Detroit Fire Department History – Last Running of the Fire Horses

Today in DFD history – April 10, 1922

The last run of the Detroit Fire Horses took place down Woodward Avenue. 

More than 50,000 people gathered to witness the historic last run or Peter, Jim, Tom, Babe and Rusty, the horses of Engine 37’s steamer and hose wagons.  They  dashed down Woodward on a symbolic final emergency as a fake alarm sounded at the National Bank Building.

last running

Nostalgic spectators lined Woodward from Grand Circus Park to Cadillac Square, cheering while the fire department’s band played Auld Lang Syne.  According to The Detroit News, many in the crowd cried as the horses passed.

1922 preparing for the last run

Preparing for the last running of the Detroit Fire Horses.

The department established a Horse Bureau in 1886.  It was written: “To be an ideal Fire Department horse the animal must possess exceptional intellegence, an even yet strong temperament, tractability, perfection of body, limb and wind, and the required weight.”  During that time, the description of what was needed to be a fireman was much the same, but with one omission…. there was no mention of exceptional intellegence.

Framed photographs of favorites horses hung on firehouse walls, and citizens knew many of them by name. Tom and Harry were a pair of 1,800-pound brutes who were the stars of a Ladder 1.  “When Ladder No. 1 was called to a downtown fire, hundreds stopped to admire the horses,” recalled one old Detroiter. “Tom and Harry were the recipients of a lot of candy from women in the shopping district.”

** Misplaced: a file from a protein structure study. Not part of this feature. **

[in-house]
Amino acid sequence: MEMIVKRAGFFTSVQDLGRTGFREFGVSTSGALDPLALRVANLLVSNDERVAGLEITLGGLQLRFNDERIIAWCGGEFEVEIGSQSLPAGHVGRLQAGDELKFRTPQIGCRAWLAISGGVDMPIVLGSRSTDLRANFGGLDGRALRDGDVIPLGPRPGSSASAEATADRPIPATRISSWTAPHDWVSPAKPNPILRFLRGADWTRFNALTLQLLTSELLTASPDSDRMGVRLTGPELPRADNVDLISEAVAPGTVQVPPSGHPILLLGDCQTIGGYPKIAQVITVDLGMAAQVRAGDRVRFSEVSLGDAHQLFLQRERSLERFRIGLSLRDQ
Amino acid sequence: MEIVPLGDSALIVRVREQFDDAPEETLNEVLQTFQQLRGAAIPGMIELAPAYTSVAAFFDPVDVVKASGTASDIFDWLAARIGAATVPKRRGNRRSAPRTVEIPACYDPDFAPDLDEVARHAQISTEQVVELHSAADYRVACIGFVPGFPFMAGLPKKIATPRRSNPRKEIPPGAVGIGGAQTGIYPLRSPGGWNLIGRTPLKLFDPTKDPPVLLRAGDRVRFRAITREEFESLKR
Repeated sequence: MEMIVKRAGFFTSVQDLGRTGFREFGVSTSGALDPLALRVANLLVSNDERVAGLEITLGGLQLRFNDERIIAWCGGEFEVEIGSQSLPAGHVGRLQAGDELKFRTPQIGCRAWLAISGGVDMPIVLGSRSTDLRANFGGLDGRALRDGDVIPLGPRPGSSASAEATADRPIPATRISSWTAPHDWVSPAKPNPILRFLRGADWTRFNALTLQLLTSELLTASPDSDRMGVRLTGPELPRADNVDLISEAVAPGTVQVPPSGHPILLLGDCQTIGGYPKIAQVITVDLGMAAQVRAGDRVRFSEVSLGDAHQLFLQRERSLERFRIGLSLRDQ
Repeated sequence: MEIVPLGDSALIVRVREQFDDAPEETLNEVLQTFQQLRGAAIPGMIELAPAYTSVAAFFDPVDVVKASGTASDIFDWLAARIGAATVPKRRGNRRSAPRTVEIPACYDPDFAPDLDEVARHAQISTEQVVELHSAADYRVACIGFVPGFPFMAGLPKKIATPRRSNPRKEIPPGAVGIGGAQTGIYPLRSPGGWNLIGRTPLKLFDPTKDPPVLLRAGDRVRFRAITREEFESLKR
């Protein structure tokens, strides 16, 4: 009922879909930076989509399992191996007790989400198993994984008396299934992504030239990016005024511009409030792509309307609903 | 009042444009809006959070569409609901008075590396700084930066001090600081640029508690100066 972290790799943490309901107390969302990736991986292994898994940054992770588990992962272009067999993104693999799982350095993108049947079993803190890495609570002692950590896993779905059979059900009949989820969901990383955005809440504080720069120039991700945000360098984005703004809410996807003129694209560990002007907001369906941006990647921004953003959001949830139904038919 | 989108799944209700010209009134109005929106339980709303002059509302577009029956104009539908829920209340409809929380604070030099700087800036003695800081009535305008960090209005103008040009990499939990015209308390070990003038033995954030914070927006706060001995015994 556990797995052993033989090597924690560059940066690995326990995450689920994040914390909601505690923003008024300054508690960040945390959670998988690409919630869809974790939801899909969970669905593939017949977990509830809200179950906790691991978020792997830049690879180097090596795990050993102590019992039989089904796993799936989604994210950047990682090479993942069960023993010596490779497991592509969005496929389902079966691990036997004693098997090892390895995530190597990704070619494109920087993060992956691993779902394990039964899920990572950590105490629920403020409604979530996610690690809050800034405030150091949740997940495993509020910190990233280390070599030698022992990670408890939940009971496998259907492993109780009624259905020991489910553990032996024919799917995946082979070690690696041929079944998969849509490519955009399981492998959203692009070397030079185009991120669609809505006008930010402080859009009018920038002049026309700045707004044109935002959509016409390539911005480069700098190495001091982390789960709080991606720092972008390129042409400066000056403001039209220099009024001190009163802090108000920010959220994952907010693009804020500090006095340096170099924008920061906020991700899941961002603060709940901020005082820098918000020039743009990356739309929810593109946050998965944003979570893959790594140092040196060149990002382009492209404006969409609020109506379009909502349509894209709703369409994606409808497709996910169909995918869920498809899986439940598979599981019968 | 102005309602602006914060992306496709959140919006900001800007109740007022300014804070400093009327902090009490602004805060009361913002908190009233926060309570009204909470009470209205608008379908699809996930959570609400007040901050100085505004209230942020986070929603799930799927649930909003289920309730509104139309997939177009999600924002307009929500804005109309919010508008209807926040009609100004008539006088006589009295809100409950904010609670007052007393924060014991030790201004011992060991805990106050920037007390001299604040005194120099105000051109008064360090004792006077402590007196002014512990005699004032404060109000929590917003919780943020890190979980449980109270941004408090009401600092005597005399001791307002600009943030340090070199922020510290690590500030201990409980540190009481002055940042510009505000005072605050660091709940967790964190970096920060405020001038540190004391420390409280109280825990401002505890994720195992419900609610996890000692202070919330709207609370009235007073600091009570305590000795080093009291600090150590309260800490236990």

The decision to replace the horses with mechanical vehicles met with a fury of objecions by firefighters and Detroiters.  It was argued that the horses were much more reliable.  The motorized vehicles were hard starting and break down too frequently. The firemen joked about the mechanical vehicles, nicknaming it the “Hustle Buggy.”

The debate over their beloved horses’ replacement continued for several years.  By 1908 there was no putting off the future. That year, the department unveiled its “Flying Squadron,” a roomy Packard filled with fire extinguishers, axes, and a dozen firemen.  It was “the fastest piece of human machinery in Detroit,” an observer marveled, a “throbbing, clanging devil wagon” that hit speeds exceeding 40 mph while responding to alarms.  Fourteen years after the purchase of the first Flying Squadron, the last five hooved firefighters retired to an “Equine Elysium” in Rouge Park.



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